I’m not saying I nicked it, but this song was heavily influenced by William Burroughs’ Cities Of The Red Night, a free-wheeling novel about political and sexual repression. It combines a number of different references to what was going down in Argentina and Chile. I think it’s really good but it wasn’t particularly successful at the time because songs that deal overtly with politics never are that successful, for some reason.
The band releases, Going To A Go-Go, from, Still Life.
The band releases their song, Hang Fire, from the album, Tattoo You.
The band releases, Waiting On A Friend, from, Tattoo You.
The band releases their song, Worried About You, from the album, Tattoo You.
The band releases, Start Me Up, from, Tattoo You. Richards:
The story here is the miracle that we ever found that track. I was convinced – and I think Mick was – that it was definitely a Reggae song. And we did it in 38 takes – ‘Start me up. Yeah, man, cool. You know, you know, Jah Rastafari.’ And it didn’t make it. And somewhere in the middle of a break, just to break the tension, Charlie and I hit the rock and roll version. And right after that we went straight back to Reggae. And we forgot totally about this one little burst in the middle, until about five years later when somebody sifted all the way through these Reggae takes. After doing about 70 takes of Start Me Up he found that one in the middle. It was just buried in there. Suddenly I had it. Nobody remembered cutting it. But we leapt on it again. We did a few overdubs on it, and it was like a gift, you know? One of the great luxuries of The Stones is we have an enormous, great big can of stuff. I mean what anybody hears is just the tip of an iceberg, you know. And down there is vaults of stuff. But you have to have the patience and the time to actually sift through it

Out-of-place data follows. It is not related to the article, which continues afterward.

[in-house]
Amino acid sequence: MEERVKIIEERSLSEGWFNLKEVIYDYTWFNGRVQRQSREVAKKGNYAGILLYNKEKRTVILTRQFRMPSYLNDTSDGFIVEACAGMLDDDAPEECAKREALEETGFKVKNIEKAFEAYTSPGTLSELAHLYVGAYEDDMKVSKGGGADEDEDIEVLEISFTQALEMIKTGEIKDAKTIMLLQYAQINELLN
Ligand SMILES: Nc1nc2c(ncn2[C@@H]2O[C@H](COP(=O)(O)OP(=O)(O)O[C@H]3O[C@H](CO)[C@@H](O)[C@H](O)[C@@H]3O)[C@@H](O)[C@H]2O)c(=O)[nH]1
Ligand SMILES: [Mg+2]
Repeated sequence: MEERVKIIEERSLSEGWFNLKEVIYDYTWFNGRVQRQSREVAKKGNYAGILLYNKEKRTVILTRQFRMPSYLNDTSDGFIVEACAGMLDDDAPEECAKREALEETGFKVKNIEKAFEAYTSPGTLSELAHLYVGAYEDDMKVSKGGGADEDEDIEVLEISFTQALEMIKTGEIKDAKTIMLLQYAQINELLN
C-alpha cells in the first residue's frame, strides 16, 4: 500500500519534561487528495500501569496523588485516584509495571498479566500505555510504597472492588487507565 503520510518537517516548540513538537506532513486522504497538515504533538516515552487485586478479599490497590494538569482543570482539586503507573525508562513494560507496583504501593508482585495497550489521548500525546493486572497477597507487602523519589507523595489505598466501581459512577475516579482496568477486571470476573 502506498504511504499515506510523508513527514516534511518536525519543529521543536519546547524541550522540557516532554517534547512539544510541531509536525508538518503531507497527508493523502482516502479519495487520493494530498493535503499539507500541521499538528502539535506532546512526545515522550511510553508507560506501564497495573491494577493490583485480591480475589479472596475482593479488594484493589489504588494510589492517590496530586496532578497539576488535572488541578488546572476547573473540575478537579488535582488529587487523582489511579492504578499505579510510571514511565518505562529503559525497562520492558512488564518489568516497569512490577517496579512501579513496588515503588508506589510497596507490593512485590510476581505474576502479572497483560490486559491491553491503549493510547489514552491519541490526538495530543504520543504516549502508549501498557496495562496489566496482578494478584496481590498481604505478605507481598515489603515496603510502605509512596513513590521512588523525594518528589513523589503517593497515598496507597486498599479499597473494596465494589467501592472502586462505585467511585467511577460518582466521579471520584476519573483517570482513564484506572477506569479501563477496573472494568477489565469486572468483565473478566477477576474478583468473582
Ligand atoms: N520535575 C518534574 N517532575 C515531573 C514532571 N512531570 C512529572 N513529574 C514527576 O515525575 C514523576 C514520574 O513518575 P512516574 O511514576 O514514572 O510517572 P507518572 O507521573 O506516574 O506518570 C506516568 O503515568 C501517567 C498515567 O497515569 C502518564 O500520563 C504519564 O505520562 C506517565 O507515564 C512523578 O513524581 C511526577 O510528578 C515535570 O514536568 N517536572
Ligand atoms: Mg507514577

The band releases, Where The Boys Go, from the album, Emotional Rescue.
The band releases, Shattered, from the album, Some Girls.
The band releases, Respectable, from the album, Some Girls. Jagger: